Defence - Dewani shooting seemed accidental

2014-10-13 13:19
Shrien Dewani in the Western Cape High Court. (Mike Hutchings, AFP)

Shrien Dewani in the Western Cape High Court. (Mike Hutchings, AFP)

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Cape Town - The way in which honeymoon tourist Anni Dewani was shot dead in Cape Town in November 2010 did not seem planned, her husband's lawyer told the Western Cape High Court on Monday.

Francois van Zyl, for Shrien Dewani, said the wounds caused by the bullet were not normally seen in an execution-type killing.

"It has all the hallmarks of a shot that went off that was not supposed to go off at the time."

Dewani is accused of masterminding the murder of his wife during their honeymoon in Cape Town in 2010. He has pleaded not guilty to the five counts against him, maintaining that the couple were the victims of a hijacking in Gugulethu, Cape Town, on 13 November 2010.

Xolile Mngeni is serving life in jail for pulling the trigger, while Mziwamadoda Qwabe is serving a 25-year jail term and shuttle taxi driver Zola Tongo 18 years.

During Qwabe's cross-examination it emerged that the men did not discuss at which location they would shoot her at or where in the body she would be shot.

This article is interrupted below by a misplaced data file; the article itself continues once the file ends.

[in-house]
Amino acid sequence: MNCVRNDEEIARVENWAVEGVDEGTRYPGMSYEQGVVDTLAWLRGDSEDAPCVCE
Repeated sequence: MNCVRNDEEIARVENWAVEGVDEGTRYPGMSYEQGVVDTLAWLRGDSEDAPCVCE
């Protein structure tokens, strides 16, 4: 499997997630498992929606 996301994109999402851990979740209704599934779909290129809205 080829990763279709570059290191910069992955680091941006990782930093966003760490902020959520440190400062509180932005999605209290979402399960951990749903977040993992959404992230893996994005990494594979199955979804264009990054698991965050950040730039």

Bushy area

Van Zyl questioned why Qwabe would drive the hijacked shuttle taxi to a residential area while Anni Dewani still needed to be shot.

"If a person wanted to sexually molest or rape the deceased by threatening her with a firearm, pulling her leg, that is not something one would easily do in a residential area," Van Zyl said.

He put it to Qwabe that he would have driven to a bushy area if that had been his intention or if he wanted to pull her out the car first so that the vehicle would not be damaged.

Qwabe said he could not comment.

Van Zyl hinted that perhaps the men had known that the husband was rich and that they could demand money if they kept his wife hostage somewhere.

Qwabe said he did not know the man was rich.

In re-examination, prosecutor Adrian Mopp asked Qwabe what the primary objective was that evening, to which he replied "to kill the wife".

Deputy Judge President Jeanette Traverso asked whether he agreed with the defence's suggestion that a kidnapping had gone wrong.

"There was never anything about a ransom," Qwabe replied.

Dewani seemed emotional as the defence asked questions about events in the hijacked car.

He sobbed softly, his lips trembled and he rocked back and forth. His team then passed a tissue to him.

Read more on:    anni hindocha  |  shrien dewani  |  cape town  |  dewani trial

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